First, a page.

Thursday, November 17, 2011

Citizenship is at its core about people getting along with each other –Abraham in a discrimination case

This week, I had the extraordinary privilege to be part of a group advising the Australian Curriculum, Assessment and Reporting Authority about a Civics and Citizenship curriculum. I was there because of my work with diversity education. In the Torah reading this week we have Abraham, as a non-citizen, negotiating with the citizens of Hebron about overcoming discriminatory rules about burial. This is the springboard for a discussion about, discrimination and citizenship.

The word Citizen, refers to “an inhabitant of a city or town; especially: one entitled to …rights and privileges” or a native or naturalized person who owes allegiance to a government and is entitled to protection from it[i]. I would suggest that citizenship goes beyond loyalty to a government in exchange for its protection of the privileges of established citizens. I think it includes a range of responsibilities we have for ensuring justice for all people regardless of where they were born, within the constraints of the collective ability of the nation or city we are citizens of. One limit on this would be the idea that “the poor of your city come first[ii]”.

The role of Government itself is about protecting the vulnerable as reflected in the exhortation to pray for the peace of the monarchy, because if not for it, each man would swallow his fellow alive[iii]. A citizens of representative governments we surely have a role to play as well in ensuring that people and groups are not swallowed alive or treated in a discriminatory way.

Citizenship as scrutiny to prevent discrimination
It is written "The face of the generation is like the face of a dog[iv]" One interpretation of this is that "The face of the generations" means its leaders. And why does it look like a dog? Because a dog runs ahead, as if it were leading the master. But when it comes to a parting of the way, the dog waits for the master to decide where to go. Then it runs ahead again[v]. This means that especially within democracies, where leaders are interested to varying degrees in the views of their voters, citizens have an important role to play to communicate their desire for equitable treatment of all to their leaders and watch them to ensure they deliver.

A defining experience for me was my attendance at an election event where a candidate made a meaningless promise to expand a government program that combats prejudice. The initiative he anounced was an old and underfunded program that was not going to get a penny more. The anouncement was blatantly deceptive.  Yet, I blame the audience. Why did no one except for me, ask a question to challenge this deception or press him for some real commitment? That day I saw a collective shirking of citizenship responsibility which is why the candidate was elected and did very little to prevent discrimination.

Discrimination in Hebron
This dynamic plays some part in the case of Abraham when he seeks to bury his wife Sarah. The sons of Heth, the citizens of ancient Hebron had a custom that citizens had a dedicated burial place for each family, but for the strangers they had a field in which all the strangers were buried[vi]. No family plots for non-citizens. In the ancient world, having a burial ground was linked to citizenship[vii]. This is expressed in the statement “What have you hear, and whom have you here that you have carved out a grave for yourself here[viii].  Apart from the obvious reason Abraham cried for Sarah, an additional meaning of and “Abraham came to eulogize Sarah and to bewail her[ix] is that he cried because he did not have a burial plot for his wife[x]. So he pleads his case, "I am a stranger and an inhabitant with you[xi]”. Like so many who have travelled from place, to place, he asks that in spite of not being from here originally, he wishes to settle and be treated like a local.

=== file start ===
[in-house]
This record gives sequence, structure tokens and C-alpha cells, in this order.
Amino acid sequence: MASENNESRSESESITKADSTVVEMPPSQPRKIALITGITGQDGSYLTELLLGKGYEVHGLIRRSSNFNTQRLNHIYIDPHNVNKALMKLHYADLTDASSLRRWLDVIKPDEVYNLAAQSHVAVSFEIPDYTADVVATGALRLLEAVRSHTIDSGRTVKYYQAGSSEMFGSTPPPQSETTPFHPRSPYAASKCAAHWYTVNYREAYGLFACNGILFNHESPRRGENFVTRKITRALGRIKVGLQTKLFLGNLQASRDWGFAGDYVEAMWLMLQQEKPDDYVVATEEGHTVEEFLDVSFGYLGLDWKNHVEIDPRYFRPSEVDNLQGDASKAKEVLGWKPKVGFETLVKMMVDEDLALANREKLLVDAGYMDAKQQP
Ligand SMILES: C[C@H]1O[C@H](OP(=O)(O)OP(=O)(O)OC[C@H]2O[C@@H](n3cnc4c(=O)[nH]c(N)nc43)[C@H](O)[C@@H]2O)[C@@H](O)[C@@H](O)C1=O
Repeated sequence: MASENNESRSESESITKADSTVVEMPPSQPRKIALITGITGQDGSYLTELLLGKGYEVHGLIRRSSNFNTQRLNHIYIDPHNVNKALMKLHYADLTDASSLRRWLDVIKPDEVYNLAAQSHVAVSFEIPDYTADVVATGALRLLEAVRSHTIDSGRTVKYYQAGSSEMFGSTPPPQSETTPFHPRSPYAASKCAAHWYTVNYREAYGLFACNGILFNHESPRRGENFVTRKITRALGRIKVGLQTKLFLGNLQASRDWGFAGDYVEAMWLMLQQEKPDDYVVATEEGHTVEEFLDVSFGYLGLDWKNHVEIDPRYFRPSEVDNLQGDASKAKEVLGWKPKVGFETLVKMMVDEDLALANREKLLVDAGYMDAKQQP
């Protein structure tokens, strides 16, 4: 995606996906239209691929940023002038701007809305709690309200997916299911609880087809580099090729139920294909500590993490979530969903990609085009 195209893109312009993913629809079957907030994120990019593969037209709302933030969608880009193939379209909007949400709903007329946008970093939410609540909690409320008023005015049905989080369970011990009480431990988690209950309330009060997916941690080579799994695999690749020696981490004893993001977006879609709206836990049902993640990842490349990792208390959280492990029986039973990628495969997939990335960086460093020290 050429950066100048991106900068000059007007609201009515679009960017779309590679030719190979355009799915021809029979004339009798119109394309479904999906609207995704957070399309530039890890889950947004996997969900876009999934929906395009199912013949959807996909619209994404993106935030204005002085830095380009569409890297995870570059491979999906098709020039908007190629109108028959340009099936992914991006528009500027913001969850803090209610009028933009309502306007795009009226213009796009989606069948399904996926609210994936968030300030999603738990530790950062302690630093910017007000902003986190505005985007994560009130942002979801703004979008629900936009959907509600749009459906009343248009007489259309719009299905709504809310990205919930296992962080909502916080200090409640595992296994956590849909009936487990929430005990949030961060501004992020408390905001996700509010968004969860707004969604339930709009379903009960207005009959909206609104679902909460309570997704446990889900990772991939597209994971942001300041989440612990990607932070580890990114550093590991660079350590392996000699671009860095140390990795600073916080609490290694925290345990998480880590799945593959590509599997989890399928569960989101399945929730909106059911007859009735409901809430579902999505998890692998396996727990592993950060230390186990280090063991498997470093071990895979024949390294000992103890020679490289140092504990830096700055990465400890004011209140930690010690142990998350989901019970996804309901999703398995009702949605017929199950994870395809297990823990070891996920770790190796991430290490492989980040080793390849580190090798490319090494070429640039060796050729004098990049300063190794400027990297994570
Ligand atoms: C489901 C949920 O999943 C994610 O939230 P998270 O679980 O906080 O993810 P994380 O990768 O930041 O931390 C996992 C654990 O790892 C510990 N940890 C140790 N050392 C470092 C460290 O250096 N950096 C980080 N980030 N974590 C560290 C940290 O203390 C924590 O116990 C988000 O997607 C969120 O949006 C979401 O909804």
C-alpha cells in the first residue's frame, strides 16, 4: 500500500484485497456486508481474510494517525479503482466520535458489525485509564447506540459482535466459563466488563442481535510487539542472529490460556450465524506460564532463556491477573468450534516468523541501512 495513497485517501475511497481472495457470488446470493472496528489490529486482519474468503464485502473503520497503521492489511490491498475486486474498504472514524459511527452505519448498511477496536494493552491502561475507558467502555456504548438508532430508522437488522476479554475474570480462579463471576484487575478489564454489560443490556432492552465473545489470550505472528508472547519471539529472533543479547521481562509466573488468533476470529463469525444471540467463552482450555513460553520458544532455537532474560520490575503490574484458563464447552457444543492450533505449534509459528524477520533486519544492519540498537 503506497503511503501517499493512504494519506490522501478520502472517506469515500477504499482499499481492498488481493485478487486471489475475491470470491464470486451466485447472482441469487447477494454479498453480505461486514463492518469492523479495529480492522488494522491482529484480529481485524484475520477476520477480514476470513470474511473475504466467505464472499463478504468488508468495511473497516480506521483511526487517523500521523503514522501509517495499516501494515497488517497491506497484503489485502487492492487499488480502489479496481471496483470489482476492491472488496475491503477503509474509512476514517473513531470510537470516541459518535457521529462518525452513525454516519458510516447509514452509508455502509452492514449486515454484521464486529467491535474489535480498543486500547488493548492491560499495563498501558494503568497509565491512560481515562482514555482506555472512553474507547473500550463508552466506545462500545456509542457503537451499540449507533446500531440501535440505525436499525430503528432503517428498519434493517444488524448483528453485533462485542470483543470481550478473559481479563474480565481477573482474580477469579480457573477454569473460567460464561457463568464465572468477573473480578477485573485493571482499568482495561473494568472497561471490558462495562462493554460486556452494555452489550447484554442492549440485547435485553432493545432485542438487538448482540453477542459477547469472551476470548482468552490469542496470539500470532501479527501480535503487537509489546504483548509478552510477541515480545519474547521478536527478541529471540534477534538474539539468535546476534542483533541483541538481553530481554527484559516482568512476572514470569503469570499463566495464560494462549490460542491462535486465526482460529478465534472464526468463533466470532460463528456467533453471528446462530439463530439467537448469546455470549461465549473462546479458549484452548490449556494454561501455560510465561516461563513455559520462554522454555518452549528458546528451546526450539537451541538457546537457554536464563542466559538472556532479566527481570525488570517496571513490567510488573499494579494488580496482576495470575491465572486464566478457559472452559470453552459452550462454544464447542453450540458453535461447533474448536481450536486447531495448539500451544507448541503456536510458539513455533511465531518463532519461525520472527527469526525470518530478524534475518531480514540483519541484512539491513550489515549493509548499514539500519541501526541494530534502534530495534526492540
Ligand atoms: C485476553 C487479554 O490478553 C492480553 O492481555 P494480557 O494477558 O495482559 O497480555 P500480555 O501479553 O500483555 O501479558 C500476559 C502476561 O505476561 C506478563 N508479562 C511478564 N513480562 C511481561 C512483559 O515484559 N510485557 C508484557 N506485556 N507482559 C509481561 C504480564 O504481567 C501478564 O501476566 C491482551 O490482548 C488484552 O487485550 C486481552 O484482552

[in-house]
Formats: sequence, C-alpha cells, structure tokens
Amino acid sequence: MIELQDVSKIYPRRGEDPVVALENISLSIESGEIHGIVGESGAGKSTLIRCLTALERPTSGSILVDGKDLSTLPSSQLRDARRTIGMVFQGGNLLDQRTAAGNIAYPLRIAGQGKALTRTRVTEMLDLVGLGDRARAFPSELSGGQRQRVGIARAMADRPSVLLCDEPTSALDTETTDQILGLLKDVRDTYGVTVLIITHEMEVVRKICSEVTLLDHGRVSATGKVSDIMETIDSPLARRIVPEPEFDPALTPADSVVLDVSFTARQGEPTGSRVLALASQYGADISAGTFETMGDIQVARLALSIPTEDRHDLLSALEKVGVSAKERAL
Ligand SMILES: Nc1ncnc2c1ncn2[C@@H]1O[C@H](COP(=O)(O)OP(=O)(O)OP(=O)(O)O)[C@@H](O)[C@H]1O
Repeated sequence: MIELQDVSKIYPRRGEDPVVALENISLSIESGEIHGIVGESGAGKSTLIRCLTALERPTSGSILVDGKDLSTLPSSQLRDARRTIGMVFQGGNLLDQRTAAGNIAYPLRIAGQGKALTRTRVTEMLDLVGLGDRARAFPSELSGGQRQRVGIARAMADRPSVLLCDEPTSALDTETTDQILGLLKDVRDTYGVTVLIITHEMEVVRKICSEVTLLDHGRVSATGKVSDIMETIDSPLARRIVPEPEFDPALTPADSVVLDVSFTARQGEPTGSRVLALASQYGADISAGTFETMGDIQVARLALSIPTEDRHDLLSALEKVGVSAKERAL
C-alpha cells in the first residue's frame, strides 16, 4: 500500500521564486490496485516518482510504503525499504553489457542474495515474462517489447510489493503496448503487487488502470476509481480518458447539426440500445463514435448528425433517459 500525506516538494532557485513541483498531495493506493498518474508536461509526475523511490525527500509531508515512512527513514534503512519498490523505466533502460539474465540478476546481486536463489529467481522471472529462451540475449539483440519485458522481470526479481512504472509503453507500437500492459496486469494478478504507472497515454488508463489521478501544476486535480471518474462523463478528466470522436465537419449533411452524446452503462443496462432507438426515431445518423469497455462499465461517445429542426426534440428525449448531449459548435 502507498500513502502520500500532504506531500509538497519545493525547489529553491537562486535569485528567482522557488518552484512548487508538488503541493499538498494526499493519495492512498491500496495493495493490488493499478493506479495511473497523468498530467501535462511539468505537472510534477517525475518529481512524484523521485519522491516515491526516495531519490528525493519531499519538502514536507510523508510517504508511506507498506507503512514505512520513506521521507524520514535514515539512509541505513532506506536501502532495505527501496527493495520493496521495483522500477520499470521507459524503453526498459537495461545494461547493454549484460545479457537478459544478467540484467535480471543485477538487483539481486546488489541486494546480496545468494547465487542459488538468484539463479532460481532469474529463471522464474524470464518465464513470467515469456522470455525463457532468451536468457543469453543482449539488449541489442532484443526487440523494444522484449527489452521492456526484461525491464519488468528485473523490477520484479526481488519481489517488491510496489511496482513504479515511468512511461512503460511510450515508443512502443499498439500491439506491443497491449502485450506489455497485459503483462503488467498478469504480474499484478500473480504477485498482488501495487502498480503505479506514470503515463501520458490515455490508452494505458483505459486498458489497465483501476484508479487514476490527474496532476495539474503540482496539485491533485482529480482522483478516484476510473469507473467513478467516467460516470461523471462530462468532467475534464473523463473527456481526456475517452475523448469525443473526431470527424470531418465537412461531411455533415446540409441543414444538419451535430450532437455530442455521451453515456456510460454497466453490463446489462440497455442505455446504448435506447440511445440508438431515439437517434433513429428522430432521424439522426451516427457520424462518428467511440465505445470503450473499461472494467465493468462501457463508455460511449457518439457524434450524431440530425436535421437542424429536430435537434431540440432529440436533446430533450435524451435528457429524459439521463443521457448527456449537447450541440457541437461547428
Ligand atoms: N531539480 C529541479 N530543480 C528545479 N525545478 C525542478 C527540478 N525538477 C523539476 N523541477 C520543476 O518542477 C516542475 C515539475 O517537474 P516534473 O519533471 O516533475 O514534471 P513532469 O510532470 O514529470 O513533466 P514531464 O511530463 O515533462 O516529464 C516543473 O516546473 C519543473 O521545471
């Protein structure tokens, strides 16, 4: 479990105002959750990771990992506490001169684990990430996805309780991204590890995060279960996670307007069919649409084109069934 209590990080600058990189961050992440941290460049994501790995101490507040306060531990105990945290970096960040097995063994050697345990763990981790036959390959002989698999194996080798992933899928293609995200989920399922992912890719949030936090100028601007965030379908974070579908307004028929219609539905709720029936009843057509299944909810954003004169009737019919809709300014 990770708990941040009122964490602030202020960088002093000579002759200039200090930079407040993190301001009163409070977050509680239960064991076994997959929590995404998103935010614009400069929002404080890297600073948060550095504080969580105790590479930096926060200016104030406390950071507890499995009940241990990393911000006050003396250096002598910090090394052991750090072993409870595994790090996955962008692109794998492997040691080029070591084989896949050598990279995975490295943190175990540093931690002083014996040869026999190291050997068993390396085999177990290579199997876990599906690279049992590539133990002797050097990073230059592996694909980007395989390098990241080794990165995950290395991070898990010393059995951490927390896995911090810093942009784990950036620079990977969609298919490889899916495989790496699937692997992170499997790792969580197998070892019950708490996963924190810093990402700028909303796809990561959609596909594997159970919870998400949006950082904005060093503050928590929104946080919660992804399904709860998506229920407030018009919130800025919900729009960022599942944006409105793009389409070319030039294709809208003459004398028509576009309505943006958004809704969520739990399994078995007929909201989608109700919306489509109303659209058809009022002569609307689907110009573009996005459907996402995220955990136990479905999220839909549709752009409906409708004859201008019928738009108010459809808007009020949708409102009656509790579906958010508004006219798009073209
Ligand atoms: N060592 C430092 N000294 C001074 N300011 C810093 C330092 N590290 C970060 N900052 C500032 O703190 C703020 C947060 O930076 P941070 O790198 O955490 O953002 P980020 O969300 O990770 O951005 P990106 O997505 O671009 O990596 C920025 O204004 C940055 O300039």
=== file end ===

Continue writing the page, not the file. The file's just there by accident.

Little Brother is Watching
Abraham identifies a plot land. The owner of the land is appointed as a law enforcement official[xii]. The text refers repeatedly to the fact that the discussion about whether Abraham will be allowed to bury his dead is done before the “Sons of Chet”[xiii]. Chief Ephron shows he knows his decision are being watched.  Ephron tells Abraham " listen to me. I have given you the field, and the cave that is in it, I have given it to you. Before the eyes of the sons of my people, I have given it to you; bury your dead”[xiv]. The subtext is Ephron is hinting, that surely you understand that the offer I am making to give you the field for free is because everyone is watching me but really I cannot be expected to give this field for free[xv]. Putting aside the question of price, the grave is provided and praise is heaped on the sons of Heth, who are mentioned a total of 10 times in the Torah[xvi].      

Ismail Mirza
If Citizenship is at its core about people getting along with each other, then one of the most important rituals of citizenship is ensuring that those around us, whether chiefs or ordinary fellow citizens know that we care about how they treat others, and we are watching. One case in point is that of Hazara refugee, Ismail Mirza, who believes he is in grave danger is he is forced to return to Afghanistan this Saturday. It is important that Australian elected leaders know we care about this.

[ii] Talmud, Bava Metzia 71a
[iii] Ethics of the Fathers 3:2
[iv] Talmud 9:15
[v] Rabbi Yisrael Salanter, the wording here is from
[vi] Ramban on Genesis 23:4
[vii] Seforno on Genesis 23:4
[viii] Isaaia 22:16
[ix] Genesis 23:2
[x] Chizkuni
[xi] Genesis 22:4
[xii] Beresheet Rabba and Rashi
[xiii] Genesis 22:3, 7, 10, 11, 13, 16, 18 and again in 20.
[xiv] Genesis 23:11
[xv] Haamek Davar
[xvi] Beresheet Rabba 58, note 8 times in this story and the 9th and 10th appearing in 25:10 and 49:32 (Munk, Rabbi E)

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